The National  Memo Logo

Smart. Sharp. Funny. Fearless.

Monday, December 09, 2019 {{ new Date().getDay() }}

Reprinted with permission from Shareblue.

 

The “Trump Baby” blimp is coming to New Jersey to haunt Trump when he spends weekends relaxing at one of his properties.

During his recent trip to England, Trump said the presence of the blimp, which depicts him as a diaper-wearing baby yelling into a cell phone, made him feel “unwelcome” in London.

He avoided capital city, where thousands marched alongside the Trump blimp to protest his toxic racism and vile personal character.

Now Trump might feel “unwelcome” at his own club in Bedminster, New Jersey, where he often spends weekends during the summer.

Activists in New Jersey set up an online fundraiser to build a replica “Trump Baby” blimp. They asked for $4,500 and have now raised over $23,693 in an ongoing testament to Trump’s unpopularity and the strong resistance to his presidency.

Activists Didier Jiminez-Castro and Jim Girvan told NPR they will use the surplus to buy multiple blimps “so we can go coast-to-coast, border-to-border.”

The first deployment stateside will be at Trump’s National Golf Club in Bedminster.

“The baby Trump is not just a piece of humor, but it is also a symbol of the administration,” Jiminez-Castro said. “It’s symbolic of the children that are in cages, it’s a symbol of racism, and we know that he hates to be ridiculed.”

The deployment of the blimp on American soil will demonstrate that despite Trump’s attempts to disrupt the historic friendship between the United Kingdom and America, the “special relationship” continues.

Shaming, mocking, and ridiculing Trump is an activity that extends across the Atlantic Ocean, uniting those who oppose hate and bigotry.

Trump Baby is coming.

Published with permission of The American Independent.

Advertising

Start your day with National Memo Newsletter

Know first.

The opinions that matter. Delivered to your inbox every morning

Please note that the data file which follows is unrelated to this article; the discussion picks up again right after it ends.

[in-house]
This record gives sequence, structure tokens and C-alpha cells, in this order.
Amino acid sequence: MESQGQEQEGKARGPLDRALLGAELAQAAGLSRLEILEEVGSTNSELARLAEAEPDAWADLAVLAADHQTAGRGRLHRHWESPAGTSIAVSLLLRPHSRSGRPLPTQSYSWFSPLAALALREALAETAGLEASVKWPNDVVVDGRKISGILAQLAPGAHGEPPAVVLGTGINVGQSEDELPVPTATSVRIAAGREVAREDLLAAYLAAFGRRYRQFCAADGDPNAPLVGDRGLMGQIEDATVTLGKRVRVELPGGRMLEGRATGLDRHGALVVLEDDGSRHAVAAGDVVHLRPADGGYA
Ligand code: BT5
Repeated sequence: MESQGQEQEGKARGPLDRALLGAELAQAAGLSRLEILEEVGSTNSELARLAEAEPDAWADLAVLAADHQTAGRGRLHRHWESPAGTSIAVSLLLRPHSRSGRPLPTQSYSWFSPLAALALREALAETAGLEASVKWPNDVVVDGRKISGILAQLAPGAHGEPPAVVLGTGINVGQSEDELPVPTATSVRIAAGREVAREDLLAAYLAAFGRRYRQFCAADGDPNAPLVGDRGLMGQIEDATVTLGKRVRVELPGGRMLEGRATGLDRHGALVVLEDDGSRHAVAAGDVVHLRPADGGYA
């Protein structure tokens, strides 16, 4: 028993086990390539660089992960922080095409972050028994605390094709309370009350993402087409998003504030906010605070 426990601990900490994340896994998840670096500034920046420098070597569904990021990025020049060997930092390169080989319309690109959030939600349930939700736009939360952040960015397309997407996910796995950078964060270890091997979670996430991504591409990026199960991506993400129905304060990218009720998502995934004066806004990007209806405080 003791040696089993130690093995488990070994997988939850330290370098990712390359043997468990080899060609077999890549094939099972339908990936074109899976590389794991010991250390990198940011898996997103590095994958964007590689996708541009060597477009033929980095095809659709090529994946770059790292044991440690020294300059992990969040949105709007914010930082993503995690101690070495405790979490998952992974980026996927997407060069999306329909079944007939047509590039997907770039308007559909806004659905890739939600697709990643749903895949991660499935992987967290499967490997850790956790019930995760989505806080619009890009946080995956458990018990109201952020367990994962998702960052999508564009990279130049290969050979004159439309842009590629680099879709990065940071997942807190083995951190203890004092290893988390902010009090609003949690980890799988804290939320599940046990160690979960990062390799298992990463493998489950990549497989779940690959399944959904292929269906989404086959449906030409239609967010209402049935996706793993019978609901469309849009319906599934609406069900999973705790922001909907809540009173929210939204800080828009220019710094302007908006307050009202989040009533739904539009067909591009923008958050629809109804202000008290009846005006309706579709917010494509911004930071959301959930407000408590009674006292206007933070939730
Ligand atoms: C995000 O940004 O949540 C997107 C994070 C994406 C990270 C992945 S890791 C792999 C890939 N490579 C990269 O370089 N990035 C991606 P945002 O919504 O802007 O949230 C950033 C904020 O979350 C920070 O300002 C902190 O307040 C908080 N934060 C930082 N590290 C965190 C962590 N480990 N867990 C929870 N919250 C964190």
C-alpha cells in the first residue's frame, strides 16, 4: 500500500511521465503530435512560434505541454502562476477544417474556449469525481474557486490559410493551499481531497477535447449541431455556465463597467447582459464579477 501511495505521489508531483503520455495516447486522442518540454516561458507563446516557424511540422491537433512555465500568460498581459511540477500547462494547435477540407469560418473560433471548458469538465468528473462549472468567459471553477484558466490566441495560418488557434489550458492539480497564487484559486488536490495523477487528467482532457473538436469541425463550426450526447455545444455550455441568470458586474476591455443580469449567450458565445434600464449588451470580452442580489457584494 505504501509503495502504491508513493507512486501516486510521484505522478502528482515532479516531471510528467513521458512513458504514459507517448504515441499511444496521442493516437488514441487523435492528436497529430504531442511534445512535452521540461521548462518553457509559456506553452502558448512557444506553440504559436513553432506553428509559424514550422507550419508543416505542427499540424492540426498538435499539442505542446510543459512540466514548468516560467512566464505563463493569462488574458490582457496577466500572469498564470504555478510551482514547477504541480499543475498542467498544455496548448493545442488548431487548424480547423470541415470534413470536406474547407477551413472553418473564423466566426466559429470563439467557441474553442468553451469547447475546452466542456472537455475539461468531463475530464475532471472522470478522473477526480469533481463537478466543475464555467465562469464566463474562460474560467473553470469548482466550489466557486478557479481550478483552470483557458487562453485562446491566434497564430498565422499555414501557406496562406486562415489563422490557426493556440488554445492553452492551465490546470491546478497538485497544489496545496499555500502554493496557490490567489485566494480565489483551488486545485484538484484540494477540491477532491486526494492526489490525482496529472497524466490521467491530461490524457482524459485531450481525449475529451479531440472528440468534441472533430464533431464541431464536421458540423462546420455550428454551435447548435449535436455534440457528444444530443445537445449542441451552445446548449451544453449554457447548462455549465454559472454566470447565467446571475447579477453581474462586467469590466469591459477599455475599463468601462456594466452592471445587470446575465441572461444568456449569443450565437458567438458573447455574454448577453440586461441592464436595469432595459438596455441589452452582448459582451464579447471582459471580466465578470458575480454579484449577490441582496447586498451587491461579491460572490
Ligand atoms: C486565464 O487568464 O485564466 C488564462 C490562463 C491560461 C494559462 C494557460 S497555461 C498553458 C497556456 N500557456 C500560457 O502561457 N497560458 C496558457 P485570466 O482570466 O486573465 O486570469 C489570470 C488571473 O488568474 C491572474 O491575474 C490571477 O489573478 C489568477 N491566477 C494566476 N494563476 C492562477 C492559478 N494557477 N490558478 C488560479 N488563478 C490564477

U.S. SUPREME COURT

YouTube Screenshot

In the aftermath of the Supreme Court’s decision to overturn Roe v Wade, ending the constitutional right to an abortion after almost 50 years, some conservatives and mainstream media outlets have suggested that anti-abortionists may be willing to support more generous family welfare programs to offset the financial burden of forced birth. These suggestions, whether made in bad faith or ignorance, completely misunderstand the social function of prohibiting abortion, which is to exert control over women and all people who can get pregnant.

In adopting or replicating the right’s framing of anti-abortionists as “pro-life,” these outlets mystify the conservative movement’s history and current goals. Conservatives have sought to dismantle the United State’s limited safety net since the passage of the New Deal. Expecting the movement to reverse course now is absurd, and suggesting so serves primarily to obfuscate the economic hardship the end of Roe will inflict on people forced to carry a pregnancy to term.

Keep reading... Show less

Arizona Republican Senate candidate Blake Masters

YouTube Screenshot

Donald Trump's hand-picked candidate Blake Masters is the latest to endorse the unpopular idea.

The front-runner in the GOP primary to run for Senate in Arizona in November against Democratic incumbent Sen. Mark Kelly suggested on June 23 that Social Security should be privatized, an approach to the popular government program that experts say could jeopardize a vital financial lifeline for retired Americans.

Keep reading... Show less
{{ post.roar_specific_data.api_data.analytics }}